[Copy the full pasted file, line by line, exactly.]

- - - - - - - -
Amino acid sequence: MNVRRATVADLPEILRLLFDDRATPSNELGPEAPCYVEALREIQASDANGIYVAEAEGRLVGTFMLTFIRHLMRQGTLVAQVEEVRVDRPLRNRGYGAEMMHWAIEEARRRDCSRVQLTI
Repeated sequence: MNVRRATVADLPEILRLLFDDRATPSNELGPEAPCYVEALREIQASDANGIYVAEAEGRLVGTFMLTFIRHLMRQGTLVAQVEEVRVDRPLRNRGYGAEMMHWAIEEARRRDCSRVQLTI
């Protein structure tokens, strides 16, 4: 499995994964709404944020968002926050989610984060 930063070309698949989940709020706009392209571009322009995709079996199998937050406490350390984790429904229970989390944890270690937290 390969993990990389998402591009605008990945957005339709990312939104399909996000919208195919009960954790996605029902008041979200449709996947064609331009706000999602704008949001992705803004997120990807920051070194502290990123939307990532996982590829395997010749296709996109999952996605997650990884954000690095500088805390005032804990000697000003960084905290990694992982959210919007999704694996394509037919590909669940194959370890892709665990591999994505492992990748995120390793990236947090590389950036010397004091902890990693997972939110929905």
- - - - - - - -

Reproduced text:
Amino acid sequence: MNVRRATVADLPEILRLLFDDRATPSNELGPEAPCYVEALREIQASDANGIYVAEAEGRLVGTFMLTFIRHLMRQGTLVAQVEEVRVDRPLRNRGYGAEMMHWAIEEARRRDCSRVQLTI
Repeated sequence: MNVRRATVADLPEILRLLFDDRATPSNELGPEAPCYVEALREIQASDANGIYVAEAEGRLVGTFMLTFIRHLMRQGTLVAQVEEVRVDRPLRNRGYGAEMMHWAIEEARRRDCSRVQLTI
């Protein structure tokens, strides 16, 4: 499995994964709404944020968002926050989610984060 930063070309698949989940709020706009392209571009322009995709079996199998937050406490350390984790429904229970989390944890270690937290 390969993990990389998402591009605008990945957005339709990312939104399909996000919208195919009960954790996605029902008041979200449709996947064609331009706000999602704008949001992705803004997120990807920051070194502290990123939307990532996982590829395997010749296709996109999952996605997650990884954000690095500088805390005032804990000697000003960084905290990694992982959210919007999704694996394509037919590909669940194959370890892709665990591999994505492992990748995120390793990236947090590389950036010397004091902890990693997972939110929905």